and does not reflect congressional intent or commercial reality. Its 
adoption would severely limit the application of the statute, 
particularly where ocean shipments are involved. The legislative 
history indicates that the provision was targeted towards single 
entities shipped unassembled or disassembled ``over a period of time''. 
That time should be sufficient to accommodate the many large machines 
that are sold as one entity but manufactured in segments, often over a 
period of time and at different factories. Requiring the importation of 
machinery within a short time frame may not afford the purchaser 
sufficient time to install each component before the next one arrives, 
thereby significantly increasing the storage and project costs. Also, 
given the size of ocean vessels today, most products can be shipped on 
a single conveyance. However, often the steamship company does not want 
an entire hold of a vessel to be filled with several big pieces of 
machinery, and would impose a very high price to have them shipped 
together. Suggested

[[Page 31923]]

alternative time frames include 30 days, one year, 15 months, or a 
period to be set at the discretion of the port director depending on 
the circumstances of the transaction.
    CBP Response: CBP is sensitive to the interest expressed in 
extending the time frames. However, CBP in drafting these regulations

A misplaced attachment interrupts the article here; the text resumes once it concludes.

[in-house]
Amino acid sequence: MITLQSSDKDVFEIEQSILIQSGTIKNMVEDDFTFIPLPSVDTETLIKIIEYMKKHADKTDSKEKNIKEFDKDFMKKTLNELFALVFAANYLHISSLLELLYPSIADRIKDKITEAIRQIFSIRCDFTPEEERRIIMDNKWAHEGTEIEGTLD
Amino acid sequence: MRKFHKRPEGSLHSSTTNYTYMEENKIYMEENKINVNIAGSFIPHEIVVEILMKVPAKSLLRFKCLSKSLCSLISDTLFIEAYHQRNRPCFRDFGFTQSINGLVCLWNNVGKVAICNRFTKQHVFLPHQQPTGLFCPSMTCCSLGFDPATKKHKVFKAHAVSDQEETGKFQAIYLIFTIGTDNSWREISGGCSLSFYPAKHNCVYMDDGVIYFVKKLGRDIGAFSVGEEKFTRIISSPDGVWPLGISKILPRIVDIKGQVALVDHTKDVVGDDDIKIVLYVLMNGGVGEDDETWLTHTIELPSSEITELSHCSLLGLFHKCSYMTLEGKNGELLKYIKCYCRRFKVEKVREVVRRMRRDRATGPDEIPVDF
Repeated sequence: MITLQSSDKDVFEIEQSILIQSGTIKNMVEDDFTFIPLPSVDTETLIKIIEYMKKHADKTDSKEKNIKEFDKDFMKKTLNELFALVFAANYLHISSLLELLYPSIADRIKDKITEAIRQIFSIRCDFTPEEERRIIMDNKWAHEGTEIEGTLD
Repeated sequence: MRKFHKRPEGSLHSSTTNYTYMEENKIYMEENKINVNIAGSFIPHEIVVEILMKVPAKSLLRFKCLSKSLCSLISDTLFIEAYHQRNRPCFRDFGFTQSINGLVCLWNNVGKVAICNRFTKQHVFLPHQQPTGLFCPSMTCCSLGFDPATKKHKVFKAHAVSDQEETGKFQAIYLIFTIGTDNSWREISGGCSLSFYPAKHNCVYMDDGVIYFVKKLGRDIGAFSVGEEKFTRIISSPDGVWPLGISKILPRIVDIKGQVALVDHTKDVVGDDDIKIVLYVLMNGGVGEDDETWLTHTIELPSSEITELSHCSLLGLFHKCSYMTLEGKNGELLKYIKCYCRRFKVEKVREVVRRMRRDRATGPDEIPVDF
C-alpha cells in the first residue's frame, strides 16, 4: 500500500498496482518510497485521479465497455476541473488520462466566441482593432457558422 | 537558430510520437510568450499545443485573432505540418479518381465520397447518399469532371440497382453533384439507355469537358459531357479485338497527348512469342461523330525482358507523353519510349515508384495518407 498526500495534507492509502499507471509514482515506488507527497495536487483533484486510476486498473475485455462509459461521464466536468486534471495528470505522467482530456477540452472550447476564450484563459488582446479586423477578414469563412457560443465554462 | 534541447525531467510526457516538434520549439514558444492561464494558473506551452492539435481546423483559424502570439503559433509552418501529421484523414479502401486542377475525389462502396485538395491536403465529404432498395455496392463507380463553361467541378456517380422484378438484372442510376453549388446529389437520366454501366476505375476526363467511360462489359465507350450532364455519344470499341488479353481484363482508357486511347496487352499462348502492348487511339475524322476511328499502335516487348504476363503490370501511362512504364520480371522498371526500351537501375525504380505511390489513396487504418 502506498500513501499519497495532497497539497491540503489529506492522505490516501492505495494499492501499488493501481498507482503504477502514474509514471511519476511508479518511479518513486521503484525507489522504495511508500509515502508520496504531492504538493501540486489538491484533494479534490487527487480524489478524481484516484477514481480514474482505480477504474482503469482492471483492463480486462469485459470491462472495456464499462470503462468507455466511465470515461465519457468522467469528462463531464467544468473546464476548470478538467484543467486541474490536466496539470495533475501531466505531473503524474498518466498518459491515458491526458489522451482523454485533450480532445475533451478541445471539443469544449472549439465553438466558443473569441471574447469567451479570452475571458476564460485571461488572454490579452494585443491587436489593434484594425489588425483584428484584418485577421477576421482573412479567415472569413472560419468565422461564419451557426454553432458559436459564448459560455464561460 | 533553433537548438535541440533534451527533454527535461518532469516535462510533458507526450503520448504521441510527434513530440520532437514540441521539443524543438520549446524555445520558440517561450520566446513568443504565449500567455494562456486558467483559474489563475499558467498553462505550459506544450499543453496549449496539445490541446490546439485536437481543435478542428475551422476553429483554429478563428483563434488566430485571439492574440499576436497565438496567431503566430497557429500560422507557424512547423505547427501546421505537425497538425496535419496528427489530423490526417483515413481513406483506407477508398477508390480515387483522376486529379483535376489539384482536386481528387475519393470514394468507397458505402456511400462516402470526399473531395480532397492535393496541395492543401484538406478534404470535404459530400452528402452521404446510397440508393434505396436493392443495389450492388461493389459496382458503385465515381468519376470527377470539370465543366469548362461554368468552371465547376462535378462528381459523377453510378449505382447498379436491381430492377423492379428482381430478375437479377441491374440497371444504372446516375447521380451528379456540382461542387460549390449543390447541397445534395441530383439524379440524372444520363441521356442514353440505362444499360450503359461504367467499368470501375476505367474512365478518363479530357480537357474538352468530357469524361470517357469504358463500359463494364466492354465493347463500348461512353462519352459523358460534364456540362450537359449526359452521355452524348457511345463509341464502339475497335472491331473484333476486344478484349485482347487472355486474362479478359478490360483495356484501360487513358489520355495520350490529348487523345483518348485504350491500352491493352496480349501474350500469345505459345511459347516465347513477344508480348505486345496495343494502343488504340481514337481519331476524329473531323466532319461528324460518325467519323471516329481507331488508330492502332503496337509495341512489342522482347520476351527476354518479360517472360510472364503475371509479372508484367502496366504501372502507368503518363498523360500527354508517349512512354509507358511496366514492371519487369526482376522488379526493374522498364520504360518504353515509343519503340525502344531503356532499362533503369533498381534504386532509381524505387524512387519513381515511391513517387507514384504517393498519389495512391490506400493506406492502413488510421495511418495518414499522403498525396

was constrained by the longstanding rule, expressed both judicially and 
administratively, that importation of merchandise shall precede its 
entry. The regulations accomplish this by ensuring that all portions 
will have arrived either before an entry is filed under the ``hold 
all'' procedure of 19 CFR 141.58(d)(1), or before an entry summary--
which serves as the entry--is filed when an election has been made to 
have the portions released incrementally under 19 CFR 141.58(d)(2). 
Certain time limits necessarily apply to these two different entry 
methods. General order rules allow merchandise to remain unentered for 
15 calendar days after unlading or after arrival at the port of 
destination if transported in bond. A 10-day arrival window was 
selected to ensure that this requirement could be met. In deference to 
the interests of the importing community, CBP will adjust the arrival 
times to the outermost possible limits within the existing legal 
framework. The final rule will reflect new arrival times as follows: 
For entities entered under the ``hold all'' method, all of the portions 
of the shipment must arrive within 15 calendar days after the unlading 
of the first portion or arrival at the destination port if transported 
in bond; and for those entities released incrementally, all of the 
portions must arrive within 10 calendar days after the release of the